Director: So Yong Kim
Cast: Paul Dano, Jon Heder, Shaylena Mandigo
Watch For Ellen online in the UK: iTunes
A man and a young girl sit together at a table. He has long, straggly hair. She has a blue coat. They say nothing. Every now and then, he strokes his pathetic excuse for a beard. Then, she leans forward. “Why did you not come see me before?”
A quiet, moving film, For Ellen follows Joby’s (Dano) attempt to connect with his daughter, Ellen (Mandigo), before he loses her completely. He’s a washed-up rock musician. He hasn’t visited home since she was born. He’s about to sign divorce papers that will see his wife, Claire, take full custody of her. Ellen, meanwhile, is – well, what?
He knows absolutely nothing about her. He tries, awkwardly, to find out. She doesn’t like ice cream. She doesn’t like school. What does she like? Does she like him?
So Yong Kim examines Dano’s failed father with a slow and sad eye – the low-key script and long, intimate close-ups recall Sofia Coppola’s Somewhere, but the raw performances and snowbound landscape give this an altogether different vibe.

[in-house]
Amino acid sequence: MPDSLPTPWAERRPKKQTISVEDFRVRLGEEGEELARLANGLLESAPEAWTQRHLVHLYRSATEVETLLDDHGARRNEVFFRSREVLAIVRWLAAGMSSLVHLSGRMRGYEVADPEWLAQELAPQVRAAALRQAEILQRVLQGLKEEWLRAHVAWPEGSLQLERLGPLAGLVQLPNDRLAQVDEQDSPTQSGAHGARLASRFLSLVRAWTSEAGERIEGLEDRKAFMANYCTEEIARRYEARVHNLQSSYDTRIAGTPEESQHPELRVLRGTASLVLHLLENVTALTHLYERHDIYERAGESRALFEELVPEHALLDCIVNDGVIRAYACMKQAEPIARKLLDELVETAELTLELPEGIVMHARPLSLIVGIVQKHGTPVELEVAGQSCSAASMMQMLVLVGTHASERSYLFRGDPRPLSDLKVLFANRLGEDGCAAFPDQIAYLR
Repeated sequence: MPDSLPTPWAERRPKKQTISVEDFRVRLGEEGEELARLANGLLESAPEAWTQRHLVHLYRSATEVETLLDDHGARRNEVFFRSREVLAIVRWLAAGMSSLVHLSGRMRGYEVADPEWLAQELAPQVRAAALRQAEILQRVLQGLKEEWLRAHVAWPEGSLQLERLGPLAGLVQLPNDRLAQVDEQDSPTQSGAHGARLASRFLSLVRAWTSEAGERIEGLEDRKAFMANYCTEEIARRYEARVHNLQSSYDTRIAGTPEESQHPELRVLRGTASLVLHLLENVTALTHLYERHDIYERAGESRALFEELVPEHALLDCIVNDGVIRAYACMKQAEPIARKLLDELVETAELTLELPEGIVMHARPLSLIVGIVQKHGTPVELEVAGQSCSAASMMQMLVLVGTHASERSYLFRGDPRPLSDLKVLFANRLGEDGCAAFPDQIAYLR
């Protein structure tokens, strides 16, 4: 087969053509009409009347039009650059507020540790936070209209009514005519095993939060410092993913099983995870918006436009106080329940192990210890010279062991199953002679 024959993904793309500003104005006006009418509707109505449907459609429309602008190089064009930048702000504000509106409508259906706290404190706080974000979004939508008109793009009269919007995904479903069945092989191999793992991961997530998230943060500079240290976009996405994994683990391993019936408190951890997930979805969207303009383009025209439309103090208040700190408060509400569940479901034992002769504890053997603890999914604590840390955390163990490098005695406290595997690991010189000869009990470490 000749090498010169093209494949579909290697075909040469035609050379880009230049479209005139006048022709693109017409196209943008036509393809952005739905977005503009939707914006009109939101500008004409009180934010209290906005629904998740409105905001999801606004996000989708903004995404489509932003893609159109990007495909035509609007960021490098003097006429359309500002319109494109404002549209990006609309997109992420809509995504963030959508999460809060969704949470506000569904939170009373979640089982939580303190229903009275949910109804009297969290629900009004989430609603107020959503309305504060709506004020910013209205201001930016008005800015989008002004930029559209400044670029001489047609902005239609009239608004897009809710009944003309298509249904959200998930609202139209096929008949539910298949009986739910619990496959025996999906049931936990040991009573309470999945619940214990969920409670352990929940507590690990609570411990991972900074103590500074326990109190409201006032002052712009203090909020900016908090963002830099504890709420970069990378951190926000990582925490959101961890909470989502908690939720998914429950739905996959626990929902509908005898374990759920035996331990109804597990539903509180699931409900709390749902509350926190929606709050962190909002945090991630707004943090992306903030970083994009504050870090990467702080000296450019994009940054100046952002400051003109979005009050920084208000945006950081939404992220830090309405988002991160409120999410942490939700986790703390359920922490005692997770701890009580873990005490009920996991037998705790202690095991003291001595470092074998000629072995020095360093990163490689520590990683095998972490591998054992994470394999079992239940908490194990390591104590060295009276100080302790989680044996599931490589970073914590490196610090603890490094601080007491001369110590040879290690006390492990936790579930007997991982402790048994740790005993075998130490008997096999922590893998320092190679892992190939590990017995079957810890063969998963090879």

Mumbling, frowning and staring out of windows, Dano makes the most of doing nothing for 90 minutes. But his shambling douche becomes oddly likeable, even when brushing off his useless, well-meaning lawyer (a bearded Jon Heder). In one painful scene, Jesse gets up in an empty bar and dances to a jukebox, cutting a pathetic figure from his battered leather coat and ill-fitting trousers.
Then he goes back to driving his car through the snow and staring out of the window. He stares out of windows a lot.
But as good as Dano is, his show is completely stolen by newcomer Shaylena Mandigo. Just as the movie starts to drag, up she pops with her innocent smile and uncoached delivery. If Mara Wilson from Matilda had a cousin who didn’t go to acting school, Shaylena would be it. She doesn’t act, she can’t even choose a toy from the toy store. All she does is react to Dano’s hopeless loser. And when she hints at forgiveness for her father’s four-year absence, that moment makes the whole slow-paced crawl worthwhile.